A truely remarkable book about the process of dying written by a palliative care doctor brimming with compassion and wisdom. The stories are heartbreaking and I sobbed many times. But it also left me with a renewed feeling of purpose and gratitude for the things I have.

squirrelbrain I think I might need to read this one.... 2y
Reggie Oof. After Julie in Maybe You Should Talk to Someone, I don‘t know, but stacked anyways. 2y
JennyM @squirrelbrain @reggie it is definitely hard to read in parts. But it‘s not morbid. I‘m so glad to have read it. She‘s a pretty special doctor xx I think with your job, Helen you will get much from it xx (edited) 2y
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arlenefinnigan
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Pickpick

This is a brilliant and important, but very difficult, read. Dr Mannix's compassion and expertise stand out throughout the book, and she's an excellent story teller, but the stories are heartbreaking. The subject matter means it's very tough going, but that's kind of the point, these are things we should be thinking and talking about but don't. I'd definitely recommend this book to everyone, but be prepared for an emotional challenge.

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arlenefinnigan
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Library reserve just came in.

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jenniferheidi
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Pickpick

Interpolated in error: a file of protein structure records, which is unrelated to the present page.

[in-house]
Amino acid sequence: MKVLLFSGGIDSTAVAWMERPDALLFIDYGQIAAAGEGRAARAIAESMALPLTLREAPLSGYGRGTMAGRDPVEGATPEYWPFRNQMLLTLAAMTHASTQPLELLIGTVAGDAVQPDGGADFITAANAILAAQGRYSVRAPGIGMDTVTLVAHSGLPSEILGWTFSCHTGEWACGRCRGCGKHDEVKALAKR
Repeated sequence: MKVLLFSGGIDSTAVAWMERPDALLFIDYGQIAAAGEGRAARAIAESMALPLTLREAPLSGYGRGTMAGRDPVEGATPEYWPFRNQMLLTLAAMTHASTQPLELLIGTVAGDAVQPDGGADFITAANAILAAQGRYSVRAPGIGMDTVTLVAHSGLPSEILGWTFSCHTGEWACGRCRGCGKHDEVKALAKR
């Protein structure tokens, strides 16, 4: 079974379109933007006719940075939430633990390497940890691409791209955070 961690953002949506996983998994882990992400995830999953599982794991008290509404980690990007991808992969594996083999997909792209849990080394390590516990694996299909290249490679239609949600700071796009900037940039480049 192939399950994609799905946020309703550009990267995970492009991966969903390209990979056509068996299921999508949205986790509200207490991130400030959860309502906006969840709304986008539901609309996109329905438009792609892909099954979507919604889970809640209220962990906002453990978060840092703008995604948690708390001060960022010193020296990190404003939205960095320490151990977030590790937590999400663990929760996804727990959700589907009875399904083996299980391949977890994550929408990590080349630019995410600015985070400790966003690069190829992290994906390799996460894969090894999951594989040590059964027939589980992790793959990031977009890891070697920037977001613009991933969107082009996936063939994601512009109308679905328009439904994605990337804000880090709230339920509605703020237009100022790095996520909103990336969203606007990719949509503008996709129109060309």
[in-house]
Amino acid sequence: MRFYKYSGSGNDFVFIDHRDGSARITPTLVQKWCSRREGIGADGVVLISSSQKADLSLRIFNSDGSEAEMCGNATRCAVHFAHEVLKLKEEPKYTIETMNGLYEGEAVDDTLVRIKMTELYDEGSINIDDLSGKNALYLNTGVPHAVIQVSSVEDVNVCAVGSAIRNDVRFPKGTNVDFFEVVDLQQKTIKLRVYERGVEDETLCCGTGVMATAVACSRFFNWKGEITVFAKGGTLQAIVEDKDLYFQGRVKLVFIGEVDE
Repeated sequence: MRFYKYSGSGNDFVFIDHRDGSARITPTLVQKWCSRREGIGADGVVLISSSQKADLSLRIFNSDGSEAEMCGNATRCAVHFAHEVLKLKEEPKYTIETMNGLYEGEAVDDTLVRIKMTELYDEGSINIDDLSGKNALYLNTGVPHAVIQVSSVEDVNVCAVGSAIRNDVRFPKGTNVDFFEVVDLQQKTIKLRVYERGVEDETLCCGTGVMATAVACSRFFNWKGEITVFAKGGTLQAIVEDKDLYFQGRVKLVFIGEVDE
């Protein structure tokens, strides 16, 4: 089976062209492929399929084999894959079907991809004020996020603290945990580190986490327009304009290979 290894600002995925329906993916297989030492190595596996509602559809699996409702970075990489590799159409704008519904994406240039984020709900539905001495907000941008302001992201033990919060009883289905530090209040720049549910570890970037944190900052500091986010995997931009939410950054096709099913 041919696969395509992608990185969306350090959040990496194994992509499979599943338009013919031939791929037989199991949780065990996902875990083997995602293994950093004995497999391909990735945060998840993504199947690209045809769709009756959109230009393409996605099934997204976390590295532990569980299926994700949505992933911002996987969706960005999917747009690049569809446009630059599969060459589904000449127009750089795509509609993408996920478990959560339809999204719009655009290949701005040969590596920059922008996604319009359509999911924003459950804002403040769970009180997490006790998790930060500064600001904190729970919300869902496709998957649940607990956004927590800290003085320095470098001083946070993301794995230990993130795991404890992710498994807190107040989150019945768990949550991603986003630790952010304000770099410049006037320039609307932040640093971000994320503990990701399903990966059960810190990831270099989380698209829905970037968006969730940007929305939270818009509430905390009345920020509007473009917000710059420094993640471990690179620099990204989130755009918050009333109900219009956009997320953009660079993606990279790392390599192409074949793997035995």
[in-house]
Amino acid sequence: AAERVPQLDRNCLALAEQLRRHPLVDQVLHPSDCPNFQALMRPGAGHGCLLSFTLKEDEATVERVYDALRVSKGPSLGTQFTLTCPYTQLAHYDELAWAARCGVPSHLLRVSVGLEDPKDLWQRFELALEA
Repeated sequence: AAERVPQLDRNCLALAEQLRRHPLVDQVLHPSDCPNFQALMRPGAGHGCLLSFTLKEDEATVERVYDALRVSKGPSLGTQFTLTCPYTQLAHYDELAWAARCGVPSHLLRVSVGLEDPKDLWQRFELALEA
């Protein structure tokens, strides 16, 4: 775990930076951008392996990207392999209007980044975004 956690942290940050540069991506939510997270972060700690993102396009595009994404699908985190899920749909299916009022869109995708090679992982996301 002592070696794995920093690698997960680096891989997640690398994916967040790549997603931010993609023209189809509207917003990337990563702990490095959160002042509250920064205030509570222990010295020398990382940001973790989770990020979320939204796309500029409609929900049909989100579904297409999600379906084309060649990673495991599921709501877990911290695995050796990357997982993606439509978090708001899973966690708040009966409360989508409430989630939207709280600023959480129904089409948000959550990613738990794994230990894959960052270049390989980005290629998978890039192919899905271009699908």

Book 3 of my #12booksofsummer challenge was my last remaining unread book from the 2018 Cheltenham Literature Festival and I definitely saved the best till last. This book - part memoir of a consultant in palliative care, part call to action to talk openly about death and dying and part guide to a good death - should be read by everyone. I was moved, inspired and even reassured by its honesty and compassion.

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rabbitprincess
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January 2019 wrap-up: 18 books read.
Best of the month: With the End in Mind, by Kathryn Mannix
Honourable mention: Eleanor Oliphant is Completely Fine, by Gail Honeyman

StillLookingForCarmenSanDiego Great reads! 📚💕 4y
rabbitprincess @StillLookingForCarmenSanDiego I was surprised by all the Doctor Who 😂 4y
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rabbitprincess
Pickpick

Mannix is a palliative care physician and cognitive behavioural therapist, and this combination of skills has been honed over a 30-year career. The stories of patients and their families navigating death are told with sensitivity and compassion, and each section contains pauses for thought to help you process what you've read. This is a must-read.

Crazeedi I will be reading this, thank you 4y
rabbitprincess @Crazeedi "Enjoy!" doesn't feel like quite the right sentiment, but I do hope you like it ♥️ 4y